Frequently Asked Questions
Q - Do I need an Air Quality Permit?
A - If your facility has any process which emits any gases or materials (other than pure water vapor) to the atmosphere, an air quality permit may be required. The main pollutants of concern are referred to as "criteria pollutants," and include:
• PM10 (particulate matter less than 10 microns in diameter),
• Ozone (regulated in part by controlling emissions of volatile
organic compounds or VOCs),
• Sulfur Dioxide (SO2),
• Oxides of Nitrogen (NOx),
• Carbon Monoxide (CO), and
• Lead (Pb).
Hazardous Air Pollutants (HAPs) and Toxic Air Pollutants (TAPs) must also be considered. Many are commonly used as solvents, coating ingredients or may be emitted as byproducts of industrial processes.
See a list of HAPs at: Hazardous Air Pollutants and TAPs at: Toxic Air Pollutants
Q - What is the cut-off above which a permit is required for these pollutants?
A - For Criteria Pollutants, the permitting triggers are for processes that have the "Potential to Emit" more than 6 pounds per hour (PPH) and 10 tons per year (TPY) or 144 pounds per day of each individual pollutant.
For Hazardous Air Pollutants, the permitting triggers are for processes that have the "Potential to Emit" more than 2 pounds per hour (PPH) or 5 tons per year (TPY) of all HAPs in aggregate (added together).
For Toxic Air Pollutants the permitting triggers are for processes that have the "Potential to Emit" a small specific amount for each TAP. The amounts are found at: Toxic Air Pollutants
Q - What is "Potential to Emit"?
A - "Potential to Emit" or PTE is a regulatory term that means the maximum capacity of a source to emit any air pollutant under its physical and operational design. Any physical and operational limit on the source's capacity to emit an air pollutant - including air pollution control equipment, restrictions on hours of operation, or the type or amount of material combusted, stored, or processed - is treated as part of the source's design if such a limit is federally enforceable. In other words, PTE is generally calculated as if the facility is operating 8760 hours per year and as if there is NO air pollution control equipment limiting emissions. Limitations such as these can only be counted if they are included in a permit so that they can be enforced. Controls that are inherent in the system can be counted, such as partial enclosure efficiency for a PM-emitting process in a building, etc.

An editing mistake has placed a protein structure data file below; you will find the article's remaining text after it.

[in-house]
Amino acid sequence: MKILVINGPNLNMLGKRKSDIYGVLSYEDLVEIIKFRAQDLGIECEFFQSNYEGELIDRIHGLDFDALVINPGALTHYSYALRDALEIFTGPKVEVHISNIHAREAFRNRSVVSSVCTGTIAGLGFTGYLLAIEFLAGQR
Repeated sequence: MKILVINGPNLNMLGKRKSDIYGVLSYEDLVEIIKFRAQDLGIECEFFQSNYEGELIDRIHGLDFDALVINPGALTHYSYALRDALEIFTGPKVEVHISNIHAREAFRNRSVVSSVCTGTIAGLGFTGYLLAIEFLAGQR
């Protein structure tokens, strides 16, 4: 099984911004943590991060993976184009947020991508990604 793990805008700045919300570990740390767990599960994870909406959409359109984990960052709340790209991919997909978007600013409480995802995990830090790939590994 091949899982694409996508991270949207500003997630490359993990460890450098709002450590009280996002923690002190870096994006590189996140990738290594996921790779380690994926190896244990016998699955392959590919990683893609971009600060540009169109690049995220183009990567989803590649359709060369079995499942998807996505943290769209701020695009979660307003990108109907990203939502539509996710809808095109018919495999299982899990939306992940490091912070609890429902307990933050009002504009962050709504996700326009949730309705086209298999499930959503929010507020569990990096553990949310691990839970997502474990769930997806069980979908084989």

Q - What are “General Permits?”
A - General Permits are a way for specific kinds of facilities or individual emission sources to get a required permit faster. They allow a facility to adopt a pre-set list of control requirements. If the company provides proper documentation, permits can be issued much faster than the traditional procedure. The Division of Air Quality has issued General Permits for:
• Coal Preparation Plants,
• Natural Gas Compressor Stations,
• Hot Mix Asphalt Plants,
• Material Handling Operations,
• Concrete Batch Plants, and
• Emergency Generators.
Class I general permit registrations shall be subject to a $250 application fee and Class II general permit registrations shall be subject to a $500 application fee, in lieu of the $1000 fee required under subdivision 3.4.a of 45CSR22 for normal 45CSR13 construction permits; provided, however, that a source applying for a Class I general permit which qualifies as a small business under section 507(c) of the federal Clean Air Act shall not be subject to any application fees.
An additional benefit of the general permit is the expedited time frame for issuance of general permit registration. This time frame includes a 30 day public notice period. The Director may grant registration to operators demonstrating compliance with its requirements and conditions of the general permit in as little as 44 calendar days but no more than 60 calendar days. Individual air quality permits have an average issuance time of approximately three to four months.